Vermouth di Torino, an old denomination

Vermouth is Italy’s most famous aromatized wine. It dates back to the second half of the nineteenth century, when it became established in an area typical for Moscato production, imposing itself first on the domestic market before expanding to many other countries. Vermouth di Torino must comprise at least 75% wine. The producers of Vermouth di Torino must carefully consider and regulate the use of herbs and spices in line with the specific characteristics of the base wines used.

The history of Vermouth di Torino, which spans three centuries, is closely linked to its consumption as an aperitif. Today, it is increasingly seen as a vital feature of any bar. The Italian regulations concerning Vermouth began with Regulation No. 1969 of 9 November 1933, which gave general indications to distinguish the product (minimum alcohol content, sugar content, volumetric percentage of base wine and added ingredients). The first European Community Regulation recognizing Vermouth di Torino dates back to 1991 (EC Reg. No. 1601).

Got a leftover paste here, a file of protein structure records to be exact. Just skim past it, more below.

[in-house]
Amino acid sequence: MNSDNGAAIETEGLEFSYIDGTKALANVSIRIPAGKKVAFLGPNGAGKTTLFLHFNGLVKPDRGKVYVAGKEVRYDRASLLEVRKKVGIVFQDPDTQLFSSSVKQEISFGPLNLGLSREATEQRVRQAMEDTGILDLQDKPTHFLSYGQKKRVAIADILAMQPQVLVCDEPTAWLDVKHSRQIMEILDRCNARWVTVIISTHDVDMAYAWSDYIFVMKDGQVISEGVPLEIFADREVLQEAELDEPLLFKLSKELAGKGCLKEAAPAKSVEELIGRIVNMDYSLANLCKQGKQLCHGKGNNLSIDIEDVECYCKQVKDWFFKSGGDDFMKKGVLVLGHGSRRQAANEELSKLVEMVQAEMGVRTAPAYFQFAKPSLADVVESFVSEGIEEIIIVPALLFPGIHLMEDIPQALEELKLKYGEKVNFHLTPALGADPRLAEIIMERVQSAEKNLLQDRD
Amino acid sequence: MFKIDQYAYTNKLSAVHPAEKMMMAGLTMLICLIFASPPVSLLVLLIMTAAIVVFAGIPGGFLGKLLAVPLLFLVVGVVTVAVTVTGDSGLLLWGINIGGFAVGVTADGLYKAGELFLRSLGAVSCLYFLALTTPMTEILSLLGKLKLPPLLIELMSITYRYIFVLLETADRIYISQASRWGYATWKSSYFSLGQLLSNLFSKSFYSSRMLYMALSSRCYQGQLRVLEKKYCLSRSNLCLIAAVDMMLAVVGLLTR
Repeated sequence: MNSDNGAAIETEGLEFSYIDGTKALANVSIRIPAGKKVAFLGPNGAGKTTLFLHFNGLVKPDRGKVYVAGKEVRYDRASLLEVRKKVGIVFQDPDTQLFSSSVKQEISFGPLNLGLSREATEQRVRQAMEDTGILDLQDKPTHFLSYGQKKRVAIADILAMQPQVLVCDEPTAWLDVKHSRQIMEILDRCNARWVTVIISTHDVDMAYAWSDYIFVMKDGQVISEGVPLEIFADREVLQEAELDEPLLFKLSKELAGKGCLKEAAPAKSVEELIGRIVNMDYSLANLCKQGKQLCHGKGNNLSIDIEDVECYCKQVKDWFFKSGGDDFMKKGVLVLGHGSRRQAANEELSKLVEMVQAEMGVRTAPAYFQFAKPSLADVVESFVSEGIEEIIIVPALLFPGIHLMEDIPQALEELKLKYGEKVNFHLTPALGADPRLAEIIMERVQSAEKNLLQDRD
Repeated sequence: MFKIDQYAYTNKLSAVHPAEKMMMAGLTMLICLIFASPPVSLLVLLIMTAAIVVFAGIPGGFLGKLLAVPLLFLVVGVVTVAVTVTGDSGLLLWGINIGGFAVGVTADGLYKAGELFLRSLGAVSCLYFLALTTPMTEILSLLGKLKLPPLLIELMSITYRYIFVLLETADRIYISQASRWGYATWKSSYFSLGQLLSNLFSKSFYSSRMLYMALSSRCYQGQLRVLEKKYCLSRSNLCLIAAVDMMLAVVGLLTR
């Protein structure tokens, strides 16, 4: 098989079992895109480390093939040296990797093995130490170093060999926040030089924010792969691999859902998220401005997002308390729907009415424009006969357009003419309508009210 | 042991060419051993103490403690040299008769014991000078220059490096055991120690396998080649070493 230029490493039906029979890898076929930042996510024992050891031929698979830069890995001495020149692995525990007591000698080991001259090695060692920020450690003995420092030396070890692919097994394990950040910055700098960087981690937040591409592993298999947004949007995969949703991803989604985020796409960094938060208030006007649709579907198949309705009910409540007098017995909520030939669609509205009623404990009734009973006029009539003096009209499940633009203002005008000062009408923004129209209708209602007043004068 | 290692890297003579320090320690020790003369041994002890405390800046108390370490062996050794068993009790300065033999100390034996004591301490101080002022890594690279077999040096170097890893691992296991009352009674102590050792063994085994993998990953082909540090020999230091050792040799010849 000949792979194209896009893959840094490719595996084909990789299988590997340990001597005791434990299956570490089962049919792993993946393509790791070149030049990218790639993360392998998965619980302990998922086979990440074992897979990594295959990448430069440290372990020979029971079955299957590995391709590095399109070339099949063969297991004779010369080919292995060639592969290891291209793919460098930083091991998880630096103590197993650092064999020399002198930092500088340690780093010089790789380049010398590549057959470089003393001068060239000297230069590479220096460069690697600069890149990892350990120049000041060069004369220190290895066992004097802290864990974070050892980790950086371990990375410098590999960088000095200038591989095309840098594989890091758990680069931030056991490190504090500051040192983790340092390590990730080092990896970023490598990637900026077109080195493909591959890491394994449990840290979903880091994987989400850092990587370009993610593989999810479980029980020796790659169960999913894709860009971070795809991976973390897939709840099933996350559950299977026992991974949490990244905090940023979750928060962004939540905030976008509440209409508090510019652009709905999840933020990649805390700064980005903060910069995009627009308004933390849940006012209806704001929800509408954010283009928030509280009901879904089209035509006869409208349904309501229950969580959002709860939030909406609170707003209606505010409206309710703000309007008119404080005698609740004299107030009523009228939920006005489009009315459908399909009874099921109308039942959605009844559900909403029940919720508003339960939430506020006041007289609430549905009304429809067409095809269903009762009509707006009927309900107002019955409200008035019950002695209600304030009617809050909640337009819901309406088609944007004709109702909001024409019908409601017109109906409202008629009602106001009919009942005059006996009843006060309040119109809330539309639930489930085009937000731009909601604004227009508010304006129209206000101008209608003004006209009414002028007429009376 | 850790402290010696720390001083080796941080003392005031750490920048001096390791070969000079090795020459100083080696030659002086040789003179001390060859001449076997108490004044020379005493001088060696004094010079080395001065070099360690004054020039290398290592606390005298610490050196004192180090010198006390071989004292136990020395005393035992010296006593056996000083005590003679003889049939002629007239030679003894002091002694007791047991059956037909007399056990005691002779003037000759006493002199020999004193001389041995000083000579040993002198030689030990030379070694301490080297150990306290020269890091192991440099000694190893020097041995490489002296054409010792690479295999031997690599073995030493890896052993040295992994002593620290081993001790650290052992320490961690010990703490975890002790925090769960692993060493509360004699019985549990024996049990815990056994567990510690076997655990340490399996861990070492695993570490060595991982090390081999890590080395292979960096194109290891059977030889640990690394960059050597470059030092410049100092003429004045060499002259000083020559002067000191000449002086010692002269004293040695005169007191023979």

In 2017, Vermouth di Torino obtained PGI (protected geographical indication) status from the European Community. To be designated as a Vermouth di Torino, not only must the vermouth be produced and bottled in Piemonte, but some specific production rules must be followed: the base wines must all be Italian, the absinthe must be grown in Piedmont and the end product must have a minimum alcohol content of 16% vol.